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Does anyone have these problems? How do you handle it?
Hi @pjss48 you may have noticed I added this discussion to the Depression & Anxiety group, as well as the Mental Health group, so that more Connect members would be see your post and join in on this discussion.
I wanted to tag fellow Connect members @mamacita @annedodrill44 and @johnhans as they have discussed these things in the past and may be able to offer support for you.
@pjss48 at this point, what are some ways you have tried to handle your nervousness and worry? Have you found anything that is successful? Or is this a recent development?
Hi, @pjss48 – I've had times in my life where nervousness or worry were problems, either because I was in the middle of something stressful, or anticipating something stressful, or that felt overwhelming (e.g., we're preparing our home to sell and move across town, and I've had a couple of nights where my mind was racing and worrying, thinking of a million things we would have to do to get our home "perfect" for the market).
At times when I've experienced nervousness and worry, I've found they were telling me something, like when I was engaged a few years before my current marriage and finally realized after several months my nervousness was telling me something was wrong with proceeding with getting married. Other times, I've found that nervousness and worry were mostly results of my own thought patterns (e.g., I'm feeling worried all day because I'm telling myself repeatedly that I've ruined the hardwood floor by running a humidifier in the room last night, which leaked in a giant puddle, and that it will cost us a couple of thousand dollars to have to refinish the floor and fix it).
When I am worrying about something, often times my husband asks me kindly, "Is that helping?" And, of course, I have to respond, "No, my worrying's not really helping." I was taught some cognitive behavioral therapy techniques a couple years back, and I found them very helpful in a period where worry or nervousness were cropping up — the process of jotting down my repetitive thoughts throughout the day, analyzing them for patterns, and then countering them. I realized that sometimes I can be "killing myself" with my own thought patterns (sort of the "Gee, no wonder I feel lousy – I've been telling myself all day I did a lousy job in giving that speech, or painting that room, or handling that conversation.")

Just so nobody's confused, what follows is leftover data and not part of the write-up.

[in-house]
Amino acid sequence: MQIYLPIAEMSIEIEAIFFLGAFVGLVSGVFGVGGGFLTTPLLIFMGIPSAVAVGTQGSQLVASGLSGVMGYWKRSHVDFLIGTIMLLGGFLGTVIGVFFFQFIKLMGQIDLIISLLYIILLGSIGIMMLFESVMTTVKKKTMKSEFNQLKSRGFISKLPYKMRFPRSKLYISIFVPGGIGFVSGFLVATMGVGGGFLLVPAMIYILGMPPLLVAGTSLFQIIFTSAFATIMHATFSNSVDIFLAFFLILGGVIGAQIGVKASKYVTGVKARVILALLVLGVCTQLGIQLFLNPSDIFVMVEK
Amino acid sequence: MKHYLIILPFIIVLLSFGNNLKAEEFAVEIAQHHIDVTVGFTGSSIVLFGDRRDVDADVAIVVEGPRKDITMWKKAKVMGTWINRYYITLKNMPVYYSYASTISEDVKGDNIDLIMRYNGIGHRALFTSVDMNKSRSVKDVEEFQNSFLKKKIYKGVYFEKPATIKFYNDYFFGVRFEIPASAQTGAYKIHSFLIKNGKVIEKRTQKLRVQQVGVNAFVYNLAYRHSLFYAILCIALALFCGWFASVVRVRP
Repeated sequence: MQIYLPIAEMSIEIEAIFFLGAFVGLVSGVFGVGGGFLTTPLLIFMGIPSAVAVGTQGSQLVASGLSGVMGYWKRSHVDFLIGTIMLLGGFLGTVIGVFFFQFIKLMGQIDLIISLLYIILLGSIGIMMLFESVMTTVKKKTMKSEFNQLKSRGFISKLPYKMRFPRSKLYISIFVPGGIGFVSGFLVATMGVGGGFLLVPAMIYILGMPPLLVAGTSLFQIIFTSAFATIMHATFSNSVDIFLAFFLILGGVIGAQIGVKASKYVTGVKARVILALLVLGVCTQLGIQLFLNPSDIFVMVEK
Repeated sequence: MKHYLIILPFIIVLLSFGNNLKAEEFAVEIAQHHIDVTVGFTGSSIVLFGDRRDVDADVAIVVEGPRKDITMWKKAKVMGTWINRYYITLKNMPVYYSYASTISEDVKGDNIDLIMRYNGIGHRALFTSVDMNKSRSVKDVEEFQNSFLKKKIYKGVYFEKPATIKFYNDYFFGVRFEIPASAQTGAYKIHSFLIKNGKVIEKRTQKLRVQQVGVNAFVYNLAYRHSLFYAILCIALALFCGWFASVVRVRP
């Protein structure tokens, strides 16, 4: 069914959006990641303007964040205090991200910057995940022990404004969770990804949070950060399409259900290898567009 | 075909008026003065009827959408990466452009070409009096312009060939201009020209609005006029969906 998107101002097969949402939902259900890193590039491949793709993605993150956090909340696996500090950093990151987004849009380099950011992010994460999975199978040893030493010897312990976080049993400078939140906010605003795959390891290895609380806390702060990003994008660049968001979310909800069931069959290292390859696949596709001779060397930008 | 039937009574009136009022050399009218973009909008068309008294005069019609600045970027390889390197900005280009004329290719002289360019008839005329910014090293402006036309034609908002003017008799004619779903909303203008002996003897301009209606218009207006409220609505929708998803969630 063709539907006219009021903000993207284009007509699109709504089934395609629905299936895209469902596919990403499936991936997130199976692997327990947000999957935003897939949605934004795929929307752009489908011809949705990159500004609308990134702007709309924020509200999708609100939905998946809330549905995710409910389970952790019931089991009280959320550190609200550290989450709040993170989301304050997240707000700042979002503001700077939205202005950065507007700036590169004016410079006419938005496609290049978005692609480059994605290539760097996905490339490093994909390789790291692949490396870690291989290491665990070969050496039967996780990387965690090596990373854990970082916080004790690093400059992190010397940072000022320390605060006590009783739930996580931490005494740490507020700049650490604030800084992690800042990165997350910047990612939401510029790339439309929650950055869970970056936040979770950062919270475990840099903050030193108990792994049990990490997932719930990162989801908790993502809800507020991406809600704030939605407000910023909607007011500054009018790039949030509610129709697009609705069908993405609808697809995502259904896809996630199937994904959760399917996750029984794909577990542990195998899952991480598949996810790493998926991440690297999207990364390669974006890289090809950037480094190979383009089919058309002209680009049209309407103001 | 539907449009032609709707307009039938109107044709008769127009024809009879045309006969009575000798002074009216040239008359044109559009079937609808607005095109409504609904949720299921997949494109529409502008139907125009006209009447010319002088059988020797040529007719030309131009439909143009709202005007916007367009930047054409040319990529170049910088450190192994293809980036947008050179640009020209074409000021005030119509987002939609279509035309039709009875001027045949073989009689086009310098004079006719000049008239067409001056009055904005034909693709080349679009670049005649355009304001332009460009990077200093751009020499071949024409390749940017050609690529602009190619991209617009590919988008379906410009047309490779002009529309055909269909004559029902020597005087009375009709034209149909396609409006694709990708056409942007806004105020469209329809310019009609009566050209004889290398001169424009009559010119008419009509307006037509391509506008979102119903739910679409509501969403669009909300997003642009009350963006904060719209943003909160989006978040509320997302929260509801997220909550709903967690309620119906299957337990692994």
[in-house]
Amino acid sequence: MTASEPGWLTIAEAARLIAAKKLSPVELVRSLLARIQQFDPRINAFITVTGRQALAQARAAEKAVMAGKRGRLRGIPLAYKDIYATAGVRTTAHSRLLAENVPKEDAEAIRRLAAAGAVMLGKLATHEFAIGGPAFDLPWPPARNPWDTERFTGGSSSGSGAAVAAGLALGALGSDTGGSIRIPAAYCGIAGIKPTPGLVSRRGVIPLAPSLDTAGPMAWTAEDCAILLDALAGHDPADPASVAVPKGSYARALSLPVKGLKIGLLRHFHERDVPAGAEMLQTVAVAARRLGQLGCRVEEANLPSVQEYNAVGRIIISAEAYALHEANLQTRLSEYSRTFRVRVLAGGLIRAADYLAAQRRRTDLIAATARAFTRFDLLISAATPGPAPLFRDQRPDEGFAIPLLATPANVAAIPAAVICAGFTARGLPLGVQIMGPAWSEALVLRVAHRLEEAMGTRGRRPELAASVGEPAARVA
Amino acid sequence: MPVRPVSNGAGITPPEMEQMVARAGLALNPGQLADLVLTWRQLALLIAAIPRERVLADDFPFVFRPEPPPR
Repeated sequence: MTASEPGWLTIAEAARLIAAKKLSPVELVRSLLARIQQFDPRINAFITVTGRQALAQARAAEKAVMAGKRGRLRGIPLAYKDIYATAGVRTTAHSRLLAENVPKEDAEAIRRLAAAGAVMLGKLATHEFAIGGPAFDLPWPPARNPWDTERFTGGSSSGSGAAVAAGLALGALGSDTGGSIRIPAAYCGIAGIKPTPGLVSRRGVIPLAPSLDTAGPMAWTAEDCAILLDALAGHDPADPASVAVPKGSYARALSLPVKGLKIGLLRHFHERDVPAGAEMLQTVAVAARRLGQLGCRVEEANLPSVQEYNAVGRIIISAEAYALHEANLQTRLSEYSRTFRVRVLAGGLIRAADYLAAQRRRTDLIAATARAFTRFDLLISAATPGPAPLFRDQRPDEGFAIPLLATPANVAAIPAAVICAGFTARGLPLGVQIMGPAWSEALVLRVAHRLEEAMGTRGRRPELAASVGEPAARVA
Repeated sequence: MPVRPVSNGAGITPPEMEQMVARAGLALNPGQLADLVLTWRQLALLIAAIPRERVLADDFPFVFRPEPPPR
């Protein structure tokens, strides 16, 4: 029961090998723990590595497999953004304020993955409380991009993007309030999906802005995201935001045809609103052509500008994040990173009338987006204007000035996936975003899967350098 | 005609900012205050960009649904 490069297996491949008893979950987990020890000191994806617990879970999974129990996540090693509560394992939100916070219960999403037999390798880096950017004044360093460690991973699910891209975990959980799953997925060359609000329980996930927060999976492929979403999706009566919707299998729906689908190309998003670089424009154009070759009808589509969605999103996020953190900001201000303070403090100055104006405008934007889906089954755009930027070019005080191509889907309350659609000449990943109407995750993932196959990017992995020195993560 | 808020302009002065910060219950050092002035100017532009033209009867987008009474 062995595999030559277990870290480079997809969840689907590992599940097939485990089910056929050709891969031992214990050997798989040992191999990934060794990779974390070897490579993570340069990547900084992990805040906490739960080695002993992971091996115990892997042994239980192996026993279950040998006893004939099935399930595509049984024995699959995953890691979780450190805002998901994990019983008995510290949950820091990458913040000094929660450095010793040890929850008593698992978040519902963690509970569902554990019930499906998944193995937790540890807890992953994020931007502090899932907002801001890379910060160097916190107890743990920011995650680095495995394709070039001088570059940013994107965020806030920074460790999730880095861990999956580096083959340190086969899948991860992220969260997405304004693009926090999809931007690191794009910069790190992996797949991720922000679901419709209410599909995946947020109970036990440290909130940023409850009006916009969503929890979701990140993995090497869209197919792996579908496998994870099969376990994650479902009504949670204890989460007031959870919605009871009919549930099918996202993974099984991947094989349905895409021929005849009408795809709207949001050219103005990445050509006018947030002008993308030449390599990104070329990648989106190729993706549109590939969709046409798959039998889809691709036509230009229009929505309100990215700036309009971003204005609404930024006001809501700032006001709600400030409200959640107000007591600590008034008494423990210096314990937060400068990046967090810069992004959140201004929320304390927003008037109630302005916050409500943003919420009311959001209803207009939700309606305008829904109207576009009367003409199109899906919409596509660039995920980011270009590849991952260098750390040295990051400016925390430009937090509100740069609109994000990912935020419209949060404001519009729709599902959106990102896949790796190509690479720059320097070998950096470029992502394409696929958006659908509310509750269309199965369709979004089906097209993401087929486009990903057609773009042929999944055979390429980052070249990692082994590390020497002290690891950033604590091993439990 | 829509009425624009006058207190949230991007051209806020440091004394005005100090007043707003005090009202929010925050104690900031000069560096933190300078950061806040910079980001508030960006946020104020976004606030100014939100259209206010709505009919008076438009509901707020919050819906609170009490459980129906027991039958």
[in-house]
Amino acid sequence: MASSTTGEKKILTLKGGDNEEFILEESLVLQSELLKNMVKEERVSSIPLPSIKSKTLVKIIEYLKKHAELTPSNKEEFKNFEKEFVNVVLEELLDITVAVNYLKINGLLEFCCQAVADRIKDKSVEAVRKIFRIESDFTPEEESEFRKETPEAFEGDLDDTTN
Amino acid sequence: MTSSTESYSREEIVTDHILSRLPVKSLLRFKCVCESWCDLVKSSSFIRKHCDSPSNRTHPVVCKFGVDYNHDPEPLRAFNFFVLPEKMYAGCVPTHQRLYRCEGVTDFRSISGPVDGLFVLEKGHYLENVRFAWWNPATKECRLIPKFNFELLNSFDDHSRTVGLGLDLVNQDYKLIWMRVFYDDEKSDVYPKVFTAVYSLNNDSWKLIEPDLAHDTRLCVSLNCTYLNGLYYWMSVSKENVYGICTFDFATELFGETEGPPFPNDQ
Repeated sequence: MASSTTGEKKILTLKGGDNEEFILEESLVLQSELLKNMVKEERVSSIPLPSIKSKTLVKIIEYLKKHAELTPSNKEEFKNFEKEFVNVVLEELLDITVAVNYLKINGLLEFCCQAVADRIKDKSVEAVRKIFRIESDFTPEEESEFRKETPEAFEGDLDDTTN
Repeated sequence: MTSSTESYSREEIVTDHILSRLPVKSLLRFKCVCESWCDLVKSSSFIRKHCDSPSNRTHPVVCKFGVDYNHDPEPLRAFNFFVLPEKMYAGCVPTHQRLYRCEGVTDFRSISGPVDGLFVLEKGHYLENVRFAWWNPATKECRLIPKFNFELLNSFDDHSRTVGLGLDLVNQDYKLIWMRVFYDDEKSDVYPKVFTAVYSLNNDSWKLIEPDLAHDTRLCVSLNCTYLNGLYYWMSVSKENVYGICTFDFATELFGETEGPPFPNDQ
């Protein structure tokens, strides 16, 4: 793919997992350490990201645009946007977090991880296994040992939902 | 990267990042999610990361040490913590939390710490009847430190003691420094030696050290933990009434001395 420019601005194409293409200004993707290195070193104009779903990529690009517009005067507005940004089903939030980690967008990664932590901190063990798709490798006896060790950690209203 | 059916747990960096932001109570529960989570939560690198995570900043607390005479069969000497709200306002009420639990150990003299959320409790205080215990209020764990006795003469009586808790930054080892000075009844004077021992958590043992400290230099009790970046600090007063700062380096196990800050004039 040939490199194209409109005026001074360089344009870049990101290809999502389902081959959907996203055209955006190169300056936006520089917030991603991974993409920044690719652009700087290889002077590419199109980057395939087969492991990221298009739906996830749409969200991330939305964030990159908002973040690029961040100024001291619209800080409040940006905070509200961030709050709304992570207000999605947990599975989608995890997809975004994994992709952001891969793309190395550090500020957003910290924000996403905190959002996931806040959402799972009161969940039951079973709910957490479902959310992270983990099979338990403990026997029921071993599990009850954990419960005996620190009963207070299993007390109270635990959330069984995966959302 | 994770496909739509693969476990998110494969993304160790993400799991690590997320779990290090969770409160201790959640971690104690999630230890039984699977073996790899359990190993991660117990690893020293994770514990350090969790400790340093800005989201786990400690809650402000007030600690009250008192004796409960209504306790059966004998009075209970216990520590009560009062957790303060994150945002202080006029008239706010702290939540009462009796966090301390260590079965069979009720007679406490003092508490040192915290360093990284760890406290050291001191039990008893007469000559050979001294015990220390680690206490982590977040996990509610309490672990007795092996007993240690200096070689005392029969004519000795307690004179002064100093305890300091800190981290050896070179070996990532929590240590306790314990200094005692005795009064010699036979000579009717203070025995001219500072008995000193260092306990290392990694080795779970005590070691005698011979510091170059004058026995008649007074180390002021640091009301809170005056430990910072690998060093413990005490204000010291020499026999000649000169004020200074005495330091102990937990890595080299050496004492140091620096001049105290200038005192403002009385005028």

I think that @contentandwell @kdo0827 @pankaj @manno @brit @karen00 @grandmar @hopeful33250 @phughes814 may also have some insights for you on any experiences they may have had with nervousness and worry, and how they have handled it.
@pjss48 – would you share a little more about any particular experience you've had with nervousness and worry?
I would like to thank Lisa, @lisalucier, for inviting me into this conversation with you about worry. I was raised in an environment where worry was the first-line-of-defense, no matter what the problem was. Therefore, as an adult it became important to me to unlearn the worry habit and untangle the worry cycle so that my life could be less stressful. Perhaps you have had the same experience?
Cognitive Behavior Therapy (CBT) is a great way to do that. Lisa's suggestion about writing down your worries and deciding how realistic they really are is a great idea. If you need help with this a counselor or therapist might be very helpful to you. I also found that David Burns book, The Feeling Good Handbook, to be very helpful in achieving this goal. Breaking the pattern of worry is an important task to maintaining good health, both physically and emotionally.